Given the Brewers’ wealth of young, controllable pitching entering 2019, a return to Milwaukee didn’t seem to be in the cards. Other teams made offers, but once the Astros got involved, it seemed like a matter of when, not if, he would sign there.
One offer he passed on was worth $2 million more than Houston’s $4.5 million guarantee (he’ll max out his incentives this season and earn another $500,000), but Miley’s history with manager AJ Hinch (they were in Arizona together earlier in Miley’s career) and his desire to play for a contender made it a no-brainer for the pitcher.
The decision has paid off for Miley, who is 13-4 with a 3.13 ERA, the fourth lowest in the AL. He’s allowed three or fewer earned runs in 25 of his 27 starts (he allowed four earned in the other two), including 17 outings with two or fewer.
More importantly, the Astros are 19-8 when he starts, giving the club he pitches for a 31-12 record in his games over the past two seasons.
“He took a one-year shot on himself, and he’s proven he has the durability,” an industry source said. “The trends from last year have continued. There’s no reason that teams shouldn’t want him.”
Miley’s turnaround coincided with his decision to refine his cutter, a pitch he used only 14.2 percent of the time in 2017. He threw the cutter 41.2 percent of the time in 2018, boosting that number to 46.2 percent this season. His changeup has also been a key factor, as he’s throwing it nearly twice as much this season (20.1 percent) as he did two years ago (10.8 percent).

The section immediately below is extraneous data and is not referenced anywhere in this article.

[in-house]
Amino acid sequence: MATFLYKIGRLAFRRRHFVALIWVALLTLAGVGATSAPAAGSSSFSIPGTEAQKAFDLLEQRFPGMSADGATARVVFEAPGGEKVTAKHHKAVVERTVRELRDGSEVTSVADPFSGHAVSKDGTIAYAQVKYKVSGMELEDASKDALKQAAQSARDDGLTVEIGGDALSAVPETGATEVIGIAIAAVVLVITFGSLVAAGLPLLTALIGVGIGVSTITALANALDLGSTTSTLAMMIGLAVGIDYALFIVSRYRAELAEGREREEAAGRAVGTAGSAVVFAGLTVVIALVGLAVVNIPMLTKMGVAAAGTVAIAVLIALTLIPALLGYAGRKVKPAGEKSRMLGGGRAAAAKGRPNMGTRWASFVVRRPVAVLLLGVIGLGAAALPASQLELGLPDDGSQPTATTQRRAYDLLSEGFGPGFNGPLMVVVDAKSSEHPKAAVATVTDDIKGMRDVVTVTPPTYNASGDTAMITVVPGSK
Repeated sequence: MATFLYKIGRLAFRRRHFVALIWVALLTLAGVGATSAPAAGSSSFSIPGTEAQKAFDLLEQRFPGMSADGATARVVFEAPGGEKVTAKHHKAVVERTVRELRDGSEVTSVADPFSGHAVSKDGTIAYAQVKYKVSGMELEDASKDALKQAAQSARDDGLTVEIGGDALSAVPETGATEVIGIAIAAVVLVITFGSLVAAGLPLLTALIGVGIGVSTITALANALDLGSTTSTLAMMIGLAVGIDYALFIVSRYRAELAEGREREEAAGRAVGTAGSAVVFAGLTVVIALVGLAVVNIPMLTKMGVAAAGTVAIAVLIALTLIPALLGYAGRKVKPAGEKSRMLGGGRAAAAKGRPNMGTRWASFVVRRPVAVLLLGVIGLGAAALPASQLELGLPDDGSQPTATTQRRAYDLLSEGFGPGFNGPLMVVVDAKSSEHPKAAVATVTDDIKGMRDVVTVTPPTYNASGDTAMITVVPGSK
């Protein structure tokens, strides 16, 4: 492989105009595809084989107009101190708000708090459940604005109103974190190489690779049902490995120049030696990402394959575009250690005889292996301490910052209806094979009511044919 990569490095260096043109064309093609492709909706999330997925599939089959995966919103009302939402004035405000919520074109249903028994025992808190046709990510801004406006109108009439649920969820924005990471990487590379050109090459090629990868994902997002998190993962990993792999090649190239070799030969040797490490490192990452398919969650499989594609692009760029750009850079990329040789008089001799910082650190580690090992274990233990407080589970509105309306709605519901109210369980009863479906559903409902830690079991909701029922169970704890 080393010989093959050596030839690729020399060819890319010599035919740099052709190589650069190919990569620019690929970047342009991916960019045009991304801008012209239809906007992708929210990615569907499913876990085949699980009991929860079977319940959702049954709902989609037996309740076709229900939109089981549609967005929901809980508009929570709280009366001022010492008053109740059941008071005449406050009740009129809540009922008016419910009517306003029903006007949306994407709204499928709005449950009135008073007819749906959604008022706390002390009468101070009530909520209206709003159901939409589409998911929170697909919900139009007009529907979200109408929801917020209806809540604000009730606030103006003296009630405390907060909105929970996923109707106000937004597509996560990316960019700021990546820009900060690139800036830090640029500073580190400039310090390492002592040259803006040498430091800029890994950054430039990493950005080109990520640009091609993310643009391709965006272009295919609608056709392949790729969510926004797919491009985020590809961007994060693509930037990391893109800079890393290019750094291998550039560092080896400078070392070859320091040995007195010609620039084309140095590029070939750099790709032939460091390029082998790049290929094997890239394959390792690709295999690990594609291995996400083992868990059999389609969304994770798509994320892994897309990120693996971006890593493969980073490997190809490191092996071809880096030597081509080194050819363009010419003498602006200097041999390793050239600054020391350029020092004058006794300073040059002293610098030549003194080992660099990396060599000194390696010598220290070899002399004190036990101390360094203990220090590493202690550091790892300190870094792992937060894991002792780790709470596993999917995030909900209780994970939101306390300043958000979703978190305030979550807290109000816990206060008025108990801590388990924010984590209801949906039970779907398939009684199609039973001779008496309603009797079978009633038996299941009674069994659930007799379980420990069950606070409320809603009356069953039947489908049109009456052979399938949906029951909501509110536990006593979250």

“I really like the competitor,” the NL exec said. “He’s a strike-thrower, and he gets the ball going both ways with that cutter-changeup combo, which allows his fastball to play better.”
Skeptics question Miley’s peripheral numbers, specifically his 4.36 FIP in 2019 and 3.59 FIP last season, but the results have been inarguable. Soft contact is the norm against Miley, whose 87.1 mph average opponent exit velocity is 12th lowest in the AL this season (minimum 200 batted balls allowed).
“His ERA is better than his peripherals, but he’s done it two years running now,” one AL general manager said. “Is he someone that can continue to limit quality contact?”